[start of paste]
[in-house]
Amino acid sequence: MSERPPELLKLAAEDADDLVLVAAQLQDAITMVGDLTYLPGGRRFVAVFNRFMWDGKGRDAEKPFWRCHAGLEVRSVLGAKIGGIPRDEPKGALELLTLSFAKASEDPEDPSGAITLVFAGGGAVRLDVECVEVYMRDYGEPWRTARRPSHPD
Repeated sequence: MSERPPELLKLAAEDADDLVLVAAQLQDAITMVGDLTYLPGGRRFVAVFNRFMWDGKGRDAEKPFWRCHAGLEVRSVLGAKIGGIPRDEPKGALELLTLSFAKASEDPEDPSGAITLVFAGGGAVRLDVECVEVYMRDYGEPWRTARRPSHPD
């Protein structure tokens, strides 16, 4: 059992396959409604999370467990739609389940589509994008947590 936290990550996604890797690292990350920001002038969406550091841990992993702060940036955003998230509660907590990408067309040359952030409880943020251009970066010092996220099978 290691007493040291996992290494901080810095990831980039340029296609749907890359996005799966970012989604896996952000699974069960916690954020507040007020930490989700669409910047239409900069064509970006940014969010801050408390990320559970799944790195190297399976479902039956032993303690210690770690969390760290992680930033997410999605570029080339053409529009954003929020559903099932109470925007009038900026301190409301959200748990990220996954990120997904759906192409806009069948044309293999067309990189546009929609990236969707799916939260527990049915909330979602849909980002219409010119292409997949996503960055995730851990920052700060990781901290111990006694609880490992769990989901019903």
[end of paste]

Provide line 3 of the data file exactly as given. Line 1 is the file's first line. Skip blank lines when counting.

Repeated sequence: MSERPPELLKLAAEDADDLVLVAAQLQDAITMVGDLTYLPGGRRFVAVFNRFMWDGKGRDAEKPFWRCHAGLEVRSVLGAKIGGIPRDEPKGALELLTLSFAKASEDPEDPSGAITLVFAGGGAVRLDVECVEVYMRDYGEPWRTARRPSHPD